The Japanese have long regarded themselves as a homogenous nation, clearly separate from other nations. However, this long-standing view is being undermined by the present international reality of increased global population movement. This has resulted in the establishment both of significant Japanese communities outside Japan, and of large non-Japanese minorities within Japan, and has forced the Japanese to re-conceptualise their nationality in new and more flexible ways. This work provides a comprehensive overview of these issues and examines the context of immigration to and emigration from Japan. It considers the development of important Japanese overseas communities in six major cities worldwide, the experiences of immigrant communities in Japan, as well as assessing the consequences for the Japanese people's view of themselves as a nation. Eyal Ben-Ari, Hebrew University of Jerusalem, Israel; Shinichi Asano, Kobe University, Japan; Daniela de Carvalho Portucalense University, Portugal; Guenther Glebe, Heinric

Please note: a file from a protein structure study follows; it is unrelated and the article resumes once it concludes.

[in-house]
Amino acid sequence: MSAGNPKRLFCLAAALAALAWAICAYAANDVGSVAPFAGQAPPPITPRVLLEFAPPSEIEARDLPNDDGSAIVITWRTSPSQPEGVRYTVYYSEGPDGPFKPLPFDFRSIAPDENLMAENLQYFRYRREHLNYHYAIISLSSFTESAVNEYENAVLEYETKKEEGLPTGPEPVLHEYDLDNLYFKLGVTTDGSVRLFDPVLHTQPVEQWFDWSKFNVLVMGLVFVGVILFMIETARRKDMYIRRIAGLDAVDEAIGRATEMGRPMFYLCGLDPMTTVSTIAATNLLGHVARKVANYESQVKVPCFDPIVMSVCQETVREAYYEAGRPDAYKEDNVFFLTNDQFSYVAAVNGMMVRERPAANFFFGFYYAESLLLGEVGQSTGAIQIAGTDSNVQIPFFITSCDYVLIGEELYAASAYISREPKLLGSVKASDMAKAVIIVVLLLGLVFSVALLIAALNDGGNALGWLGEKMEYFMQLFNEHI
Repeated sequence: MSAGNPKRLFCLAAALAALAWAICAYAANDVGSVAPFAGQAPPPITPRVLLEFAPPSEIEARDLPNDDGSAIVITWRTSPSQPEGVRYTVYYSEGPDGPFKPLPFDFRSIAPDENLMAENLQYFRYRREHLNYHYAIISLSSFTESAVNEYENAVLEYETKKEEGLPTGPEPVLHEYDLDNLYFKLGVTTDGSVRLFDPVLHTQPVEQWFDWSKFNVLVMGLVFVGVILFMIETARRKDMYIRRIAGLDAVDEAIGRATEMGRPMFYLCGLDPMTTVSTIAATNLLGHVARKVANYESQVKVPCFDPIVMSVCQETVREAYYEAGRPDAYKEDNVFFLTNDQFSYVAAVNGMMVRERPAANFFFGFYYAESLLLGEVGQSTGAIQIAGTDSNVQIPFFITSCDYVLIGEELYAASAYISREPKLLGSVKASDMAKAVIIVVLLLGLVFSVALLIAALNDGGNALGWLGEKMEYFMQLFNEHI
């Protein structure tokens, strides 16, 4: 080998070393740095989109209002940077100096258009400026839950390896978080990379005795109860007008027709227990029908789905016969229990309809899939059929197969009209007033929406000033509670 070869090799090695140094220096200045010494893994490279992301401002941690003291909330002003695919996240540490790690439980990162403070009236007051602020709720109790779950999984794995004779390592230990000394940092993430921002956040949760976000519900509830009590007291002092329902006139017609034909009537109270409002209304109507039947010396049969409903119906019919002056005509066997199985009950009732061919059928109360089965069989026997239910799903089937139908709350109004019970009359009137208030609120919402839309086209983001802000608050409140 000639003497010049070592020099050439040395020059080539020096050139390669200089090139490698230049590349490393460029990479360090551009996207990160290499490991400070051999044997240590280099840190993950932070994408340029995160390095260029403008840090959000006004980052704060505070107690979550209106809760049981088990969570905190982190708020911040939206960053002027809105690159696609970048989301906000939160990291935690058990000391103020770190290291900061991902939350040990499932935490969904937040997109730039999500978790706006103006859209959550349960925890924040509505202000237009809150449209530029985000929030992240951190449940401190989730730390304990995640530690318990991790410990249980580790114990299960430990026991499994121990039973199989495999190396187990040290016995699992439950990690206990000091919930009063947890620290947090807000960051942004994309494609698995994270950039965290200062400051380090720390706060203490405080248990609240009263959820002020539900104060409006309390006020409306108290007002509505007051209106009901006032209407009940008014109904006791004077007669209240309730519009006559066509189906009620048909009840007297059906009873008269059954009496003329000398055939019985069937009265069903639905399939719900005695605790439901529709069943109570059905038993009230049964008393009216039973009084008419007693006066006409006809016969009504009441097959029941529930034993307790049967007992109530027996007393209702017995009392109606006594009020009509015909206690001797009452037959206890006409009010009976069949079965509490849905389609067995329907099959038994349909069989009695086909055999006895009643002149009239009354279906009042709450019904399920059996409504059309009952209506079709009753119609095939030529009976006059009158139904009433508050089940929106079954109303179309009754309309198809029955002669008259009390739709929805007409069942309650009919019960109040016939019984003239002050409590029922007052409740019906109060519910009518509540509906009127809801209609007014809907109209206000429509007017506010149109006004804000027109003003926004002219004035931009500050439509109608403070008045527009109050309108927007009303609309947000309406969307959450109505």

Roger Goodman is a Lecturer in the Social Anthropology of Japan at the University of Oxford, specialising in the study of Japanese education and social policy. He is the author of Japan's 'International Youth' (1990) and Children of the Japanese State (2000). Ceri Peach is Professor of Social Geography at the University of Oxford. He is a fellow of St Catherine's College Oxford and associated with St Catherine's College Institute at Kobe in Japan. His research interests are in international migration and ethnic segregation in cities. He has held Visiting Professorships at ANU, Yale, Berkeley, Harvard and UBD, and was a Japan Society for the Promotion of Science Visiting Fellow in 2001. Ayumi Takenaka is Richard Storry Junior Research Fellow at the Nissan Institute of Japanese Studies at St Antony's College, Oxford University, and an Assistant Professor of Sociology at Bryn Mawr College. Her research interests are in international migration, racial and ethnic relations, and international comparative sociology. Paul White is a Professor in the Department of Geography, University of Sheffield. His research interests are in international migration and in comparative urban, population and social geography. He has held visiting positions at the Universities of Paris I (France), Cagliari (Italy) and Zaragoza (Spain).